But within that context, the 55+ age group’s labour participation rate is gradually rising. It is, in fact, entirely possible for the overall participation rate to fall even if the participation rate of all age groups were simultaneously rising.
The chart below shows that between 2010 and 2016, the labour force participation rate decreased by 0.4 of a percentage point. But most of the decline (67%) was due to demographic shifts in the Australian population.
Contribution of changes in labour force participation rate – behaviour and population drivers
The point here is that the labour force participation rate is not the useful tool it once was. It’s not as simple as Brendan O’Connor’s quote first suggests.
And it’s getting harder to use this metric to determine the strength of the economy and provide insights into labour supply and demand.
Have people ‘stopped looking for work’?
This is a tough one to answer. The data and indicators we currently use to assess this either aren’t good enough or as current as we need them to be.
The decrease in labour force participation rates between 2010 and 2016 were much more likely to be driven by the ageing population than people stopping looking for work. But this does play a small part.
And according to the latest ABS’ data on “discouraged workers” there are fewer people discouraged from looking for work than in the previous period.
Discouraged workers are classified as those who wanted to and were available to work, but were not actively looking for work. These people believed they would not be able to find a job for reasons such as being considered too old or young, or there not being any jobs in the local area.
The ABS collects information about discouraged workers annually. However, the latest available data is dated February 2015 – more than 18 months old.
These data show that there were around 106,000 discouraged workers. This represented a decrease in both absolute and relative terms compared to the previous year. Data for February 2016 is slated for release in November 2016.
Brendan O’Connor’s assertions that the labour force participation rate is in “free fall” and that this indicates “people have stopped looking for work” were exaggerated.
While O’Connor accurately quoted the seasonally adjusted data, this volatile data set is not the most reliable indicator. A better indicator would be the trend data, which reveal the labour force participation rate remained broadly unchanged compared to the previous period.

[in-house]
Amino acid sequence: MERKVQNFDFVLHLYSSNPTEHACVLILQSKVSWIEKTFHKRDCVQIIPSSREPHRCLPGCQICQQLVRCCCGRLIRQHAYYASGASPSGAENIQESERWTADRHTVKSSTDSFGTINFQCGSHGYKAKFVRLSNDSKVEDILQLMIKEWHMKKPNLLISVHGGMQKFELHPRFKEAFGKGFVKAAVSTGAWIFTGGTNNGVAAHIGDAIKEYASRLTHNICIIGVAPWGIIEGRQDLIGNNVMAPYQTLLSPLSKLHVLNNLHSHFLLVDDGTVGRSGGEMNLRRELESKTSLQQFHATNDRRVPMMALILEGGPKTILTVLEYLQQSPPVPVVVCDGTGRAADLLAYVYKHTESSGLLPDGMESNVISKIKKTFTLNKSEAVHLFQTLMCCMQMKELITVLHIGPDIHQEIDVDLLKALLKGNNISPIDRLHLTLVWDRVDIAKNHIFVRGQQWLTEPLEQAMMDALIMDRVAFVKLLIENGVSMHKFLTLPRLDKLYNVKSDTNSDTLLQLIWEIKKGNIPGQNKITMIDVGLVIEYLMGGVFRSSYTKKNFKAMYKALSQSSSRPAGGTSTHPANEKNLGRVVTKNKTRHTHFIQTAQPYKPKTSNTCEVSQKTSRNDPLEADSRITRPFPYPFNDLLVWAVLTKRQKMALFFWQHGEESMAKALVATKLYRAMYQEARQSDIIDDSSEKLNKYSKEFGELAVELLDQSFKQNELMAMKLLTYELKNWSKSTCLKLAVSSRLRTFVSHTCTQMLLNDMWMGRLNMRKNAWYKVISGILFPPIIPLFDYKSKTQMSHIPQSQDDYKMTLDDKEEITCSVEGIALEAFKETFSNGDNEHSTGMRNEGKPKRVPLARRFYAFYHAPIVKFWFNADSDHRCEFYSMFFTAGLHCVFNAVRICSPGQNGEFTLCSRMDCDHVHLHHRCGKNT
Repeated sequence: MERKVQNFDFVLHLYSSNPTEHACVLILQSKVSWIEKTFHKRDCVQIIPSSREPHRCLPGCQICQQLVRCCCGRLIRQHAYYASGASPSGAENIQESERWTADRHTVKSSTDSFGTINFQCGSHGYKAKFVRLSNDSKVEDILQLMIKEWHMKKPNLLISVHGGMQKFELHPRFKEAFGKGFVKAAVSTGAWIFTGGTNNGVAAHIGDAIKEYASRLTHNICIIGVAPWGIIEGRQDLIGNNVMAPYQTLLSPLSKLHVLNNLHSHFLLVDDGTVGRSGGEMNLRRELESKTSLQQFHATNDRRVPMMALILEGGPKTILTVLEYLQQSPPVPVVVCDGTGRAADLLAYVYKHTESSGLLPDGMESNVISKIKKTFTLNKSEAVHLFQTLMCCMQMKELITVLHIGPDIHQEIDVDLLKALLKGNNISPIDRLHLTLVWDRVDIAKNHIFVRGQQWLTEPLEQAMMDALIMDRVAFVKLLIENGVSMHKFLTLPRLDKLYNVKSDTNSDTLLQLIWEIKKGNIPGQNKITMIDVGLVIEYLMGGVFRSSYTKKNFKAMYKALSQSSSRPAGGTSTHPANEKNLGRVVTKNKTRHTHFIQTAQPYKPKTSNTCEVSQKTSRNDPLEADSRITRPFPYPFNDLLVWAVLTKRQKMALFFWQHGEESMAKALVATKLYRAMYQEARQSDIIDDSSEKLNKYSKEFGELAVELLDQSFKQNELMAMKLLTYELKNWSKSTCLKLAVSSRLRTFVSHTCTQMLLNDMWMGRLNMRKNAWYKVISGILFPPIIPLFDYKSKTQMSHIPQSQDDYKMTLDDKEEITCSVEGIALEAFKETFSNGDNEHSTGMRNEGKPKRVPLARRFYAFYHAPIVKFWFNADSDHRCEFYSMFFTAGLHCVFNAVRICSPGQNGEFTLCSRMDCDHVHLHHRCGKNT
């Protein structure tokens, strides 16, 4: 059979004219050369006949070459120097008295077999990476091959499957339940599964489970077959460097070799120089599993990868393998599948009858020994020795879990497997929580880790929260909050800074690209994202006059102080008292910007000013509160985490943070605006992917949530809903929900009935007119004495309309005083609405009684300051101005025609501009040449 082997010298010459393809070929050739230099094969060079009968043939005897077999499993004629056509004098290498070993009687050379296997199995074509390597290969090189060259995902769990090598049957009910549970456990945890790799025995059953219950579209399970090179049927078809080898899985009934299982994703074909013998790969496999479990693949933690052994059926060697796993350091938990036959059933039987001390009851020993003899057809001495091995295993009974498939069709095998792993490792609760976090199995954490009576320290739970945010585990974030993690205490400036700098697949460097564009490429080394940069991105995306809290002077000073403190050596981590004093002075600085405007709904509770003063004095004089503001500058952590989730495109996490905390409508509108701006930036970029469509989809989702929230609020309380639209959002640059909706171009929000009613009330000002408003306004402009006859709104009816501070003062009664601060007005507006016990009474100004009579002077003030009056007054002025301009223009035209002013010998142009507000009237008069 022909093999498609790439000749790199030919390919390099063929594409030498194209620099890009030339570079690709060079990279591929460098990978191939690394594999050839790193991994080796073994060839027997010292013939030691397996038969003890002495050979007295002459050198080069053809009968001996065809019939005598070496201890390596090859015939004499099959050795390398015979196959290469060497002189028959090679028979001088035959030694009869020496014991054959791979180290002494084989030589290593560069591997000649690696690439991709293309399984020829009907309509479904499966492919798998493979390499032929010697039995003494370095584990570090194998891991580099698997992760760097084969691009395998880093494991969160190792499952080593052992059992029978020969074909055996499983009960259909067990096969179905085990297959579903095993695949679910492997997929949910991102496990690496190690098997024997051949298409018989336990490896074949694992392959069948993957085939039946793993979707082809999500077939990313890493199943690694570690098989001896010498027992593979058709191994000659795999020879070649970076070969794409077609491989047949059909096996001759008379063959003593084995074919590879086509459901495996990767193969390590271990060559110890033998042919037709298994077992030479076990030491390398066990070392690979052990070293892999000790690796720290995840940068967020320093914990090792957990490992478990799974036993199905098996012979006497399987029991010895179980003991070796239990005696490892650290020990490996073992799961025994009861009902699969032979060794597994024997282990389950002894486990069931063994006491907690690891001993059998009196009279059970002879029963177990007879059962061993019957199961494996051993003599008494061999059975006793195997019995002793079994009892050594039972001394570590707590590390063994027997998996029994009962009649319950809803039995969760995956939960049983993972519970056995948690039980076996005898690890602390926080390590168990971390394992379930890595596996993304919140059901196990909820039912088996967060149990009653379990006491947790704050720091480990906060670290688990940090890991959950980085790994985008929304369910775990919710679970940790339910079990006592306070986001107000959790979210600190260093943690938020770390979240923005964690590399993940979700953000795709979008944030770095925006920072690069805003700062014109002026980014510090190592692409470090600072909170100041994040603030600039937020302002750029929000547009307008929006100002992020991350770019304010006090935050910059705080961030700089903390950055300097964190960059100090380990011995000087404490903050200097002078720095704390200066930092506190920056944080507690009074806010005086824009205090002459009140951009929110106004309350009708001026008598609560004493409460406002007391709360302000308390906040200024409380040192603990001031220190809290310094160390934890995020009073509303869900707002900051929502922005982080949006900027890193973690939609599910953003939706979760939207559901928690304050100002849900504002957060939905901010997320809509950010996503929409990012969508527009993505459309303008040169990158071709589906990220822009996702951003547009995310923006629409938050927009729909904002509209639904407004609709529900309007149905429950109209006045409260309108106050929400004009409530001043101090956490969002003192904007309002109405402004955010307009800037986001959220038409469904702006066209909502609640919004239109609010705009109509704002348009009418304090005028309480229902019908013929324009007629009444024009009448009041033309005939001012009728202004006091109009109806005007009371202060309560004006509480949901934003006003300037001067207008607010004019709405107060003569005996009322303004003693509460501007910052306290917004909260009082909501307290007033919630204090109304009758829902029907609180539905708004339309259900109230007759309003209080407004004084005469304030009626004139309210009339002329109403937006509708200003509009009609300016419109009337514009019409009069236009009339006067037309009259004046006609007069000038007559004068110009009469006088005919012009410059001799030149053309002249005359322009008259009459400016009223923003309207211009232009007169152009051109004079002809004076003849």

In recent times, demographic changes have been the biggest influence in dragging the overall labour force participation rate down. The ageing population is skewing the labour force participation rate as an indicator of the health of the labour market.
A combination of indicators should be used to assess the strength of the labour market – more frequent data and a re-assessment of leading labour market indicators will help this along. – Rebecca Cassells
This is a sound FactCheck and points out how a simple number, such as the participation rate, is the result of complex factors. Simplifying it down to a phrase like “people have stopped looking for work” is misleading.
Labour market statistics, including the participation rate, are only estimates, not the actual numbers in the population. They are based on the Labour Force Survey, which is a sample of about 0.33% of the civilian population aged 15 years and over. Because they are based on a sample of the population, the statistics have errors.
Brendan O’Connor’s comments regarding the recent estimates of the participation rate referred to a rate of 64.5% – a fall of 0.2 percentage points from 64.7% in the previous month (with consequent alarm about people giving up looking for work).
However, the ABS report on the Labour Force Survey clearly says that the estimate of the monthly change in the participation rate rate has a “95% confidence interval” of -0.6 to +0.2. In other words, we can be 95% certain that the participation rate was somewhere between 64.1% (a dramatic drop) and 64.9% (a strong increase).
The FactCheck author points out clearly the dangers of basing conclusions about the labour market on month-to-month variations. – Phil Lewis